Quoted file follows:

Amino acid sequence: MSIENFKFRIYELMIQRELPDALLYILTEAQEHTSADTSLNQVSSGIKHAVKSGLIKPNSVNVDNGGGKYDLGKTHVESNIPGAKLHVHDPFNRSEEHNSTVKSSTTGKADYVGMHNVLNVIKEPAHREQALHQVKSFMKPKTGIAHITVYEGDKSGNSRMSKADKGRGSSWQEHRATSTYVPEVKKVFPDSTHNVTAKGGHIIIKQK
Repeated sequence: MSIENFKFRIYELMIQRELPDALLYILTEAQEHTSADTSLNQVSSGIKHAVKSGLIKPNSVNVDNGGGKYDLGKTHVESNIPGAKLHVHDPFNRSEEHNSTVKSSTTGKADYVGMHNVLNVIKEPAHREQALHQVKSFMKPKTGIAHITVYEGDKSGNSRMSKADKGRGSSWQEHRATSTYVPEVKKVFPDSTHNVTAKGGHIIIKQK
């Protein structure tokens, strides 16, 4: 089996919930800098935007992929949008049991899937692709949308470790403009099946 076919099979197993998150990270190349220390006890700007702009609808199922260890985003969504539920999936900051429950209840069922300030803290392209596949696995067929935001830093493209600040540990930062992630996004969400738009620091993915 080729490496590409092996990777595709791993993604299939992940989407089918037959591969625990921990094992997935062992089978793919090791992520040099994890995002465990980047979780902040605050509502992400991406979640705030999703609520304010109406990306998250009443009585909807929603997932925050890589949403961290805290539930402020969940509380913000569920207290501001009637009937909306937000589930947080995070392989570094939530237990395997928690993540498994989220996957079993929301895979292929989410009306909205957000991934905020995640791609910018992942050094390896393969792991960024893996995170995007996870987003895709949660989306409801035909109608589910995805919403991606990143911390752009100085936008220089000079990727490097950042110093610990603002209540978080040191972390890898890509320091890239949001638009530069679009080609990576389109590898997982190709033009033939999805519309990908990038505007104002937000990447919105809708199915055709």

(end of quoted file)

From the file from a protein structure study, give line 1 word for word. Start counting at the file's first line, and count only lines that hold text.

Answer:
Amino acid sequence: MSIENFKFRIYELMIQRELPDALLYILTEAQEHTSADTSLNQVSSGIKHAVKSGLIKPNSVNVDNGGGKYDLGKTHVESNIPGAKLHVHDPFNRSEEHNSTVKSSTTGKADYVGMHNVLNVIKEPAHREQALHQVKSFMKPKTGIAHITVYEGDKSGNSRMSKADKGRGSSWQEHRATSTYVPEVKKVFPDSTHNVTAKGGHIIIKQK